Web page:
Glossary of LED Terms

Glossary of LED Terms

Confused by technical terms like Color Temperature and Luminous Efficiency? Not to worry: we explain each of those terms in detail below.


A watt is simply a unit of measuring electrical power (which, in turn, is defined as the rate at which energy is consumed). The higher the wattage, the more energy is consumed. LEDs have become popular alternatives to traditional lighting sources due to their lower energy usage and thus energy savings. For more details on watts, see What is the difference between a watt and a watt-hour?

Operating Voltage

A volt is a unit of electrical pressure running through a current. The LED bulbs listed here have an operating voltage of 90-277 VAC, where VAC refers volts (electrical pressure) of alternating current (AC). This is the actual voltage supplied to the bulb.

Operating Temperature

This is simply the surrounding temperature at which the LED bulb can operate when active. The range listed in the table above is -13° F to 149° F, meaning that the LED bulb can successfully operate under these relatively extreme cold and hot conditions. If the LED is fitted inside of a fixture, then the operating temperature of -13° F to 149° F refers to the temperature within that specific, enclosed environment.

One main consideration in the lifespan of an LED bulb is its operating temperature. Dissimilar to fluorescents, colder temperatures do not affect LED performance, though higher temperatures might. To keep your LED bulb at its ideal operating temperature, consider the following:

  • It is generally advised that the open space around the bulb is approximately four (4) times the bulb size within the fixture or application. If the open space around the bulb is limited, then the bulb could heat the surrounding air and reduce the life of the bulb.
  • If your fixture or application has an opening to allow warm air to ventilate, then higher temperatures should not be a concern.
  • As with anything that uses energy, if not in use, turn the LED bulb off. Allowing the bulb to cool off or rest is typically a good idea for periods where the light source is not needed.

Operating Humidity

The LED lamp’s operating humidity refers to the surrounding air conditions of the fixture. Humidity is the amount of water vapor in the air at a given location. The percentage range listed in our spec details shows the recommended humidity, usually between 10 and 90%, in which the LED can perform optimally. As long as the surrounding air is not too dry or too wet, the LED lamp will function at its optimum level. Any location with a humidity percentage below or above the given range is not recommended.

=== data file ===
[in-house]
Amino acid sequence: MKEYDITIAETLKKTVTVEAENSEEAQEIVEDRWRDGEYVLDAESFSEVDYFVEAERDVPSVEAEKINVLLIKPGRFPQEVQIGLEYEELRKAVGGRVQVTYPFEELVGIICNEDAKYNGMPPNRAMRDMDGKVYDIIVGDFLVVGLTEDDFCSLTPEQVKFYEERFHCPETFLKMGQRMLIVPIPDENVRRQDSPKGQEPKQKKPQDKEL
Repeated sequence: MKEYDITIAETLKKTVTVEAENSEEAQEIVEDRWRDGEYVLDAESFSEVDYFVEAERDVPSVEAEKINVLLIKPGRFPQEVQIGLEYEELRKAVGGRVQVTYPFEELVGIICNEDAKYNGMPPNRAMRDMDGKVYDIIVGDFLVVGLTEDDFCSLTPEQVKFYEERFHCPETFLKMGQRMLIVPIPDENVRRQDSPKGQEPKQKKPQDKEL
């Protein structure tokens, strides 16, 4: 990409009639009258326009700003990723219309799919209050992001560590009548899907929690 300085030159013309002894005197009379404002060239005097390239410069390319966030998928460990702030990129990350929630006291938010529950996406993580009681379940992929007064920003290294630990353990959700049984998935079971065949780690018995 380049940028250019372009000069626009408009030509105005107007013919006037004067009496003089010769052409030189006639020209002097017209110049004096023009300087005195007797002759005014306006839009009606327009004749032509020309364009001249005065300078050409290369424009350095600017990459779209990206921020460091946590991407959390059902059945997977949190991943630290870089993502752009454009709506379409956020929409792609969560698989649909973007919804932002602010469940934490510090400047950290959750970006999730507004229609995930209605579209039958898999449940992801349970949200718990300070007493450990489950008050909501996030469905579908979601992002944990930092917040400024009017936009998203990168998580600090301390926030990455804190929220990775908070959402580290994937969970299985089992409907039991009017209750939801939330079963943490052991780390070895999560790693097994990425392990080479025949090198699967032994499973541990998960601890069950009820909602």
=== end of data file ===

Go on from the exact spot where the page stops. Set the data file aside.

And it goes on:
Power Factor (PF)

Defined as the “active power” divided by the “apparent power” (or, put another way, the product of the rms input voltage and rms input current of a driver). The active power is the real power transmitted to the lamp, which is transformed into light (mechanical power). The root-mean-square (rms) refers to the most well-known mathematical process of defining the effective voltage or current of an AC wave. In a circuit where the applied rms voltage is Vrms and the circulating rms current is Irms, the apparent power S (kVA) is the product: Vrms x Irms. The apparent power is the basis for an electrical equipment rating.

Power Supply Efficiency

Power supply efficiency is the amount of power provided to the unit, divided by the amount of power drawn at the wall. So, a 50% efficient power supply that must provide 50 watts of power has to draw 100 watts from the grid to provide the required wattage to the unit. The extra 50 watts is lost as heat as this percentage of efficiency.

A 90% efficient power supply would draw about 62 watts in the same circumstances, with 6 watts being lost as heat. Our LED corn lamps operate at a 95% power supply efficiency or greater, meaning that a 56 watt LED will draw no more than 59 watts to operate.

LED Luminous Flux (lm)

According to the lighting definitions found here, luminous flux is “the quantity of the energy of the light emitted per second in all directions. The unit of luminous flux is lumen (lm).” In layman’s terms, this is the amount of light radiated by a light source per second. Luminous flux specifies the total amount of light radiated by lamp, but not the directions in which the light is radiated.